Producer Prices in September – Wood Products and Gypsum, Different Markets or Different Planets?

The Bureau of Labor Statistics (BLS) released the Producer Price Indexes (PPI) for September. Producer prices for finished goods declined by 0.1% in September from August. Increases in core prices (excluding food and energy) of 0.1% and energy prices of 0.5% were offset by a 1.0% decline in food prices, pushing the overall index down.

Core producer prices have been relatively stable as the economic recovery has proceeded, hovering around an average of 0.14% per month while the top line figure has largely followed energy prices and to a lesser extent food prices.

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Building materials prices have been responding to the progress of the housing recovery. Early improvements in the housing market put upward pressure on materials prices, particularly wood products and gypsum. As the housing recovery has gained momentum some price relief has come from the re-opening of capacity idled during the housing bust.

After more than doubling from 2011 levels (when prices were depressed from three years of greatly reduced housing demand) OSB prices peaked in March 2013 and have declined significantly since. As of September, OSB prices have declined to 32% above 2011 levels. These price declines can be attributed to increases in productive capacity, with several major producers adding capacity since late 2012.

Softwood lumber prices also rose sharply in 2012. Softwood lumber price increases were more moderate than OSB but still reached 38% above 2011 levels. These prices have also declined owing to increased capacity in the industry. After peaking in April prices fell sharply through July. Prices rose in August and September but currently stand at 20% above 2011 levels.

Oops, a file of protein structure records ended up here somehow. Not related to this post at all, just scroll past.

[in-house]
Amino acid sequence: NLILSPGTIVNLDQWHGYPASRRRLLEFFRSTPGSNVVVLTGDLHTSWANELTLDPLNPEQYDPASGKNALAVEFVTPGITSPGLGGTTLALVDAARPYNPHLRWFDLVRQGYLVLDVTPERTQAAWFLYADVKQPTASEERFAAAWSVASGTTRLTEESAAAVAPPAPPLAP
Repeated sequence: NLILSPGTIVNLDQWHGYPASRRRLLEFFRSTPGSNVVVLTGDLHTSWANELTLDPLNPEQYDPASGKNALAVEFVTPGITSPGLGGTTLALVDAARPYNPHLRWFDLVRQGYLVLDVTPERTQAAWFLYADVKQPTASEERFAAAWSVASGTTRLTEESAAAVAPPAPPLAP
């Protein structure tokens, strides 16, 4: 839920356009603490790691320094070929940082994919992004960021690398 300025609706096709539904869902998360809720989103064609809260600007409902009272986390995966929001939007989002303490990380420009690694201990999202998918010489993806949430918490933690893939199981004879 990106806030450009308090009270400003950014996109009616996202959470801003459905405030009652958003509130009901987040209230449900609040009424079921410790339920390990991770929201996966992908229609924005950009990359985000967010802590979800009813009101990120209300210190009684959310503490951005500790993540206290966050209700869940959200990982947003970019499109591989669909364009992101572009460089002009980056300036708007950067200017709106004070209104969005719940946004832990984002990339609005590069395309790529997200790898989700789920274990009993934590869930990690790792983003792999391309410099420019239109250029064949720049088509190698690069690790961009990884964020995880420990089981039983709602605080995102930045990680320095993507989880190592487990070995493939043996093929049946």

Going forward price volatility for softwood lumber will be exacerbated by volatility in Chinese demand, competitive pressures associated with the thresholds of the US/Canadian softwood lumber agreement, and vulnerability to supply chain disruptions related to infrastructure issues, ranging from transportation bottlenecks (truck shortages) to mill fires.

Gypsum prices stand out as the exception to the rule that a recovering housing market will bring productive capacity back to the market place and with it lower prices. National Gypsum has announced a 20% increase in prices effective January 1, 2014. This announcement repeats the pattern of similar industry announcements of price increases for 2012 and 2013.

Gypsum prices are currently 33% above 2011 levels and 93% of housing boom peak levels based on two sharp steps up in the beginnings of 2012 and 2013. There have been no significant gypsum price declines as the rest of the housing sector has moved steadily back toward more normal levels of production. The announced 20% increase will bring prices to 60% above 2011 levels and 111% of housing boom peak levels.

This annual step-up pattern of price increases is in stark contrast to the steady increases in wood products prices as the housing recovery gained steam, which have been followed by declines associated with additional productive capacity and wood products supply.

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